Map of new water pipeline being constructed between Prince Albert and South Saskatchewan River.


A new pipeline that is being built to provide an emergency supply of water to Prince Albert is expected to be operational by mid-afternoon on Wednesday.

That’s the word from city manger Jim Toye, who said on Monday the community might be relying on the 30-kilometre pipeline to the South Saskatchewan River for a couple of months.

Toye said the pipeline could be in place as early as Tuesday, but they are allowing for an extra day to bring it online.

Prince Albert city council declared a state of emergency Monday.

The city also passed an emergency measure Monday outlining drastic water usage restrictions — including fines for infractions.

Toye says, including a surcharge, one infraction of non-essential, outdoor use of water could cost an individual or business $1,400.

“We know that 99 per cent of our population is going to comply with that,” he says. “However, having said that, there’s always going to be one per cent that don’t believe that they should comply. So, in order to (enforce) that, we have a deterrent. There will be a fine of $1,000 if you are caught watering when you shouldn’t be — watering your grass, watering your gardens. And, with that, there’s also a $400 surcharge.”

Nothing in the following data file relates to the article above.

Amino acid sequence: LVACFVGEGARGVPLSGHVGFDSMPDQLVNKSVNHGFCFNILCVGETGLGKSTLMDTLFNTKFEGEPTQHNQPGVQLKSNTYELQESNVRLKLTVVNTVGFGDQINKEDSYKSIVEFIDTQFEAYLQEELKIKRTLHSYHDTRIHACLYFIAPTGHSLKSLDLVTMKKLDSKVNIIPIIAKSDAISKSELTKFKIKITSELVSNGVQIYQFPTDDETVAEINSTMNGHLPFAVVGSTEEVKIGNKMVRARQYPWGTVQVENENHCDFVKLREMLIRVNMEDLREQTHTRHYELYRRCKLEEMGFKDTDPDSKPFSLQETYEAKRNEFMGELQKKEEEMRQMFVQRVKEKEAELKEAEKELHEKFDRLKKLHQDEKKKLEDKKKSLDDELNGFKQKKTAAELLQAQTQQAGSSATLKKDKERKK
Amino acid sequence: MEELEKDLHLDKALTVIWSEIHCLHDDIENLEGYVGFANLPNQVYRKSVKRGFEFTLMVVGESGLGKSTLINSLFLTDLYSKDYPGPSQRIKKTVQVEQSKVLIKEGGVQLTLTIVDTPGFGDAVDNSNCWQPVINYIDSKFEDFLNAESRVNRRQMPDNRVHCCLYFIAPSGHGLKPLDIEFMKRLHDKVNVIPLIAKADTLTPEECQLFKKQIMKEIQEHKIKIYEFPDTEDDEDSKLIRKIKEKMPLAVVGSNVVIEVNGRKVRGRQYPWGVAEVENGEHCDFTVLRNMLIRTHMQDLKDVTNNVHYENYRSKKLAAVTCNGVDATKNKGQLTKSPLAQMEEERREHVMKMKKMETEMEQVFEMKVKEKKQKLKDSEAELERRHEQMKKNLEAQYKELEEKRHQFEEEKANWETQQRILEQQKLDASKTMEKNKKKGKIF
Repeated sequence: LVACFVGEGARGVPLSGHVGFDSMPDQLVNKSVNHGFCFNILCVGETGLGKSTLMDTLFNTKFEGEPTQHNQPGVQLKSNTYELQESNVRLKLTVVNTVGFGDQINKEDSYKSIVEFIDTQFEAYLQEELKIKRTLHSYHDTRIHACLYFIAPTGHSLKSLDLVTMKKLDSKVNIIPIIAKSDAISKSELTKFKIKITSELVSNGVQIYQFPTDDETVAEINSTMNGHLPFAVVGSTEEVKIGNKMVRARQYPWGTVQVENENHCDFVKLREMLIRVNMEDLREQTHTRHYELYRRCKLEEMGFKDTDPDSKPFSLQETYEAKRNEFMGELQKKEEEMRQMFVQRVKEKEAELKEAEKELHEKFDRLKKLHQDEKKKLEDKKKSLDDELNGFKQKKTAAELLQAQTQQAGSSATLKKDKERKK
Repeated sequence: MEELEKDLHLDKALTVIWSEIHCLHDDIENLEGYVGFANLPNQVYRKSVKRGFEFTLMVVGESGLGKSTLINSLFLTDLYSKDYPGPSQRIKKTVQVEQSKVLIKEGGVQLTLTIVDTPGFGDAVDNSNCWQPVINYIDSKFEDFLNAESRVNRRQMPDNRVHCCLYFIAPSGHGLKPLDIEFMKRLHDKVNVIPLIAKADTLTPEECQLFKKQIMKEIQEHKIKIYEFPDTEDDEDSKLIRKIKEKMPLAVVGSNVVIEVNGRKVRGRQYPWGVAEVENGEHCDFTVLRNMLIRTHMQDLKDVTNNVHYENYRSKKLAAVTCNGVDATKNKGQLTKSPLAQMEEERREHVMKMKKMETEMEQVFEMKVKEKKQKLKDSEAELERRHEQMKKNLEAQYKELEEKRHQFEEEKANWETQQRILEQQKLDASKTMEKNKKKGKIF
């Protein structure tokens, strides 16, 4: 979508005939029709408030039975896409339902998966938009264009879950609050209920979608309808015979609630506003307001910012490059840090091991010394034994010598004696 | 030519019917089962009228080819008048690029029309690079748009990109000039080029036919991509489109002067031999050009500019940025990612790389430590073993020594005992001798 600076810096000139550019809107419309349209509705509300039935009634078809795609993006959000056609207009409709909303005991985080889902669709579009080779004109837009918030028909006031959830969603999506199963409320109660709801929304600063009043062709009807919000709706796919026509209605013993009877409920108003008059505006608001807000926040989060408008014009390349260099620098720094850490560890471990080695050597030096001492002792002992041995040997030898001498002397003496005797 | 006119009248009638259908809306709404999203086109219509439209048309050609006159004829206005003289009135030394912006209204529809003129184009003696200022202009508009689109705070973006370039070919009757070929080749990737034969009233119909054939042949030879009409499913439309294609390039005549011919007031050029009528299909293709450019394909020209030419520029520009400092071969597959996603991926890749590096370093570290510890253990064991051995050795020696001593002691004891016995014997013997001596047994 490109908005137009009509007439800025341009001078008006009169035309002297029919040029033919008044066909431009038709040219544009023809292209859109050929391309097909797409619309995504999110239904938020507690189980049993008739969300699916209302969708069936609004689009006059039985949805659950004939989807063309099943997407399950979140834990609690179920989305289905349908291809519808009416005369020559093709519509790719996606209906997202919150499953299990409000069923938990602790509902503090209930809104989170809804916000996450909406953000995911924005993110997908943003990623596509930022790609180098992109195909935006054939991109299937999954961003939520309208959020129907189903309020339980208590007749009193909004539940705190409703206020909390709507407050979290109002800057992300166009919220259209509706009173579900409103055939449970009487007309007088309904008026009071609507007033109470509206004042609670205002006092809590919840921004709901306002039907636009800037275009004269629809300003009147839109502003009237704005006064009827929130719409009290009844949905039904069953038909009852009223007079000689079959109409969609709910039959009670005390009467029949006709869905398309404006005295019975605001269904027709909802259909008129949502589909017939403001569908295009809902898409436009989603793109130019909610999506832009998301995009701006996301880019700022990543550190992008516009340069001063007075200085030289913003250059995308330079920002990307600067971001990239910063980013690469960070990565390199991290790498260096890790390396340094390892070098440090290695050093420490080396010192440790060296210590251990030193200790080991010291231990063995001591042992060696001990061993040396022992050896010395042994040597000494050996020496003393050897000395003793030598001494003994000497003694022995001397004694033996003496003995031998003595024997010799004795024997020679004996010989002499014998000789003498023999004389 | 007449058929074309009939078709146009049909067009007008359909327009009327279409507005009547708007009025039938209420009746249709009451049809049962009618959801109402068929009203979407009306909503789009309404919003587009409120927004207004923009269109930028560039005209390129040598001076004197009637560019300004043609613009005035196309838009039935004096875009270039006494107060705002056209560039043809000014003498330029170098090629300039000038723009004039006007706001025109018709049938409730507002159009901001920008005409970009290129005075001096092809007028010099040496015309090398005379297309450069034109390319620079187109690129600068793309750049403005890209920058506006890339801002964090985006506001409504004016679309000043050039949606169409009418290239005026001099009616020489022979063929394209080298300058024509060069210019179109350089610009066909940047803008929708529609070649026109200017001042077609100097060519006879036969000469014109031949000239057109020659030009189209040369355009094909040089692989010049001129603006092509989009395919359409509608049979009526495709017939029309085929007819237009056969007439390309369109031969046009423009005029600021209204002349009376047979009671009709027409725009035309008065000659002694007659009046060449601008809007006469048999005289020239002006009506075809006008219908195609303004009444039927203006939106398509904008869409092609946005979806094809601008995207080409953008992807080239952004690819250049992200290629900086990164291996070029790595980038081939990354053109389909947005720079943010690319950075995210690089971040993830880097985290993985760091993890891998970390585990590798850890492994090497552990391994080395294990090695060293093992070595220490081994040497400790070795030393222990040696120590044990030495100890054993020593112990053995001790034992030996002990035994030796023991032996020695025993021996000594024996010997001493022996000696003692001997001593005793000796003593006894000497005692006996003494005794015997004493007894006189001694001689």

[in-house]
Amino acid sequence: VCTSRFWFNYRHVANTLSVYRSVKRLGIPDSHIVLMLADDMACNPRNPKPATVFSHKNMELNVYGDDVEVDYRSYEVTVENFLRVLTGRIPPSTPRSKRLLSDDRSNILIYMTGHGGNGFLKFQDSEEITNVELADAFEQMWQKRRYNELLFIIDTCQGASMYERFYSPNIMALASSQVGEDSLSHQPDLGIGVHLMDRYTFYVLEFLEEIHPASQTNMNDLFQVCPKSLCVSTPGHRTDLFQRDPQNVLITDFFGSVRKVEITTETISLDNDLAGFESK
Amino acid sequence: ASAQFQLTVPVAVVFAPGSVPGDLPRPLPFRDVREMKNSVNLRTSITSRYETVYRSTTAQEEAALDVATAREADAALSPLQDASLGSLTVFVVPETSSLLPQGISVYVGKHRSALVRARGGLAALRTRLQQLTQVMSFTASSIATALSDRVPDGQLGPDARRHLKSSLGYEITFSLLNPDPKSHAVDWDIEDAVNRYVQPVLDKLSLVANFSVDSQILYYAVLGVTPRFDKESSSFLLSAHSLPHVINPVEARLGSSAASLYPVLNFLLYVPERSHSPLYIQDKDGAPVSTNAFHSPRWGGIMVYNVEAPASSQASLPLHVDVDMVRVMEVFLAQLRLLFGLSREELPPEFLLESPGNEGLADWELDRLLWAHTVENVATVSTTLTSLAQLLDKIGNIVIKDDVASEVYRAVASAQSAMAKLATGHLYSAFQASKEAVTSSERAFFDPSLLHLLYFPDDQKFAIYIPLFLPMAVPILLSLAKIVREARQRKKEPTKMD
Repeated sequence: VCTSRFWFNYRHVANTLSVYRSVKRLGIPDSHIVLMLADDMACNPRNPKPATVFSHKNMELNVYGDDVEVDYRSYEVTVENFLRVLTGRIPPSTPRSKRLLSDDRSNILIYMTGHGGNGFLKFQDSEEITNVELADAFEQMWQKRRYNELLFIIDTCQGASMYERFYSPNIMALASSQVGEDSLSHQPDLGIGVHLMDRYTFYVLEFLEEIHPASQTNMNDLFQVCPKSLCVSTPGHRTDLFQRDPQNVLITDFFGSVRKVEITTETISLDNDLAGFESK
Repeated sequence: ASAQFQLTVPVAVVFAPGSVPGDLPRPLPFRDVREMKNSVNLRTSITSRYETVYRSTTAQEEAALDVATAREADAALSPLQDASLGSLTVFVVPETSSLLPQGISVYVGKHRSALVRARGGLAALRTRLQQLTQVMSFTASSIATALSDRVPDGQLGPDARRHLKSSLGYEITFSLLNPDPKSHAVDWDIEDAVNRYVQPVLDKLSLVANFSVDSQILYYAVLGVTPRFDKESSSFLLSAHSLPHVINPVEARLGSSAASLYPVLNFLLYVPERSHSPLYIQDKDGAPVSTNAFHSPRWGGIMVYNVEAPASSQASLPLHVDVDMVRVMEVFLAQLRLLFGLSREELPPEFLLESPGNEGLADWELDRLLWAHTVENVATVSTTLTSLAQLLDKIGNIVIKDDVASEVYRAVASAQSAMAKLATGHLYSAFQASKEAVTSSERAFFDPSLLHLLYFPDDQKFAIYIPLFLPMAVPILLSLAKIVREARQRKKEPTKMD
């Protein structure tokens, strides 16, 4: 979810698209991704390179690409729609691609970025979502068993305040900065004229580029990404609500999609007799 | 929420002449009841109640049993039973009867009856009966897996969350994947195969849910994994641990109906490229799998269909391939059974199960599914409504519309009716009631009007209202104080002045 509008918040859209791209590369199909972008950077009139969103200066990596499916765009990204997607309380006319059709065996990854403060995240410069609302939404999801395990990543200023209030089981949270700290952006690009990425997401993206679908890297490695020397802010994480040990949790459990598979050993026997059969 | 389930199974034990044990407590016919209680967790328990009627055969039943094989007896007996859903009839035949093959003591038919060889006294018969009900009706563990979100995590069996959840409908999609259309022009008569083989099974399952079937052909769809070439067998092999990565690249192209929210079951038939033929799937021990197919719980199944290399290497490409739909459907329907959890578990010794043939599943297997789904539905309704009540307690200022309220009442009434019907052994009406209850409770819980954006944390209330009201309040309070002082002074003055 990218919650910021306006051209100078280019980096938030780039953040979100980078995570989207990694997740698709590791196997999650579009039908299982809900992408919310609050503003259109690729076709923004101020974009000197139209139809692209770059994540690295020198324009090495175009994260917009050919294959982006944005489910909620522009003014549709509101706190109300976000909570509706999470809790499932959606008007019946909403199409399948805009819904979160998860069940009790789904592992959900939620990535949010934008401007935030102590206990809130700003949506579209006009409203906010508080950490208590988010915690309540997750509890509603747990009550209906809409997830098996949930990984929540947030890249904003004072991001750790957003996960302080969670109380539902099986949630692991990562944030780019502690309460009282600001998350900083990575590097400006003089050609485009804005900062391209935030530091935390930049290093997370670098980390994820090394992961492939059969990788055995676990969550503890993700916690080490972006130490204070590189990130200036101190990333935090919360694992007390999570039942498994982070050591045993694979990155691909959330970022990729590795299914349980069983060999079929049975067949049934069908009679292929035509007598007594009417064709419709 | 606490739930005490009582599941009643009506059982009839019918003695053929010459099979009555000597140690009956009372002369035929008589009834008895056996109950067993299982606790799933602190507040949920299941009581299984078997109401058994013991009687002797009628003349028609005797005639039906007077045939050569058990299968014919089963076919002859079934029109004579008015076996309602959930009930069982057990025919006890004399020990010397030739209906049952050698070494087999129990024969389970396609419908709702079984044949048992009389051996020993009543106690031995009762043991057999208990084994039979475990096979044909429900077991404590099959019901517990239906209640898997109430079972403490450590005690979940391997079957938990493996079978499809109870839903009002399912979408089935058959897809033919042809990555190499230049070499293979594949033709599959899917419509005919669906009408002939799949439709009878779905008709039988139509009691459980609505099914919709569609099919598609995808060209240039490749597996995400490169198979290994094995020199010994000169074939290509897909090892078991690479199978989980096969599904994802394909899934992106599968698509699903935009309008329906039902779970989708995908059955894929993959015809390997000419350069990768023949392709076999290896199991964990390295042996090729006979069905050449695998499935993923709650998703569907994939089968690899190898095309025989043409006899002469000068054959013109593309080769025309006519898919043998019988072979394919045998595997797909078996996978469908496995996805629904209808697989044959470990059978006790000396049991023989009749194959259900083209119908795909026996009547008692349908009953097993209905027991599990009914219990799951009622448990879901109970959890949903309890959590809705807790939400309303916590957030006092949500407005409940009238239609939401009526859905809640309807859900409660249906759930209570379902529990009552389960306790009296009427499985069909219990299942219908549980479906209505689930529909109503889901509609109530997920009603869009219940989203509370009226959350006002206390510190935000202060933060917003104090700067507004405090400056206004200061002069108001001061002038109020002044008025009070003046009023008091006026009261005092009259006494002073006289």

Having said that, Toye is encouraged by the reduction in water usage city officials have observed from residents and businesses between Sunday and Monday.

“All businesses are asked to refrain from using water where they don’t have to,” he says. “It’s critical in the next few days. The last thing we want is our city to run out of water. And like I said earlier, we are getting a very good response from our citizens and our businesses when we made that plea yesterday.”

Toye said the city had a 48-hour supply of water at the start of the day Monday.

Meanwhile, city officials estimate the cost of these measures will be in the millions of dollars.  Earlier today, a Husky Energy representative indicated the company would be paying for all associated costs that communities incur because of the disaster.